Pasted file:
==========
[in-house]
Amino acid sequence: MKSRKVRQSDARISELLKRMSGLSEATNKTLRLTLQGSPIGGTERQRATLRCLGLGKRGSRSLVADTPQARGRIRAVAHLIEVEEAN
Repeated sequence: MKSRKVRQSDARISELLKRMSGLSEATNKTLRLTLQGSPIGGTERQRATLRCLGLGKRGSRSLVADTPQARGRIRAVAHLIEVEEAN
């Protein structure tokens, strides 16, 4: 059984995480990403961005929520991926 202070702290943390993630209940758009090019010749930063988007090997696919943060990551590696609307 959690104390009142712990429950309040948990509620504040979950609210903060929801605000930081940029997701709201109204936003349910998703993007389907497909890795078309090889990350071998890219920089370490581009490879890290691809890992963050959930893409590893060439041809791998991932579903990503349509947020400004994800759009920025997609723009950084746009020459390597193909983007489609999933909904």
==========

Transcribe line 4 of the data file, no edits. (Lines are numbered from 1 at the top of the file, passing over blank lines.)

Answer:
């Protein structure tokens, strides 16, 4: 059984995480990403961005929520991926 202070702290943390993630209940758009090019010749930063988007090997696919943060990551590696609307 959690104390009142712990429950309040948990509620504040979950609210903060929801605000930081940029997701709201109204936003349910998703993007389907497909890795078309090889990350071998890219920089370490581009490879890290691809890992963050959930893409590893060439041809791998991932579903990503349509947020400004994800759009920025997609723009950084746009020459390597193909983007489609999933909904």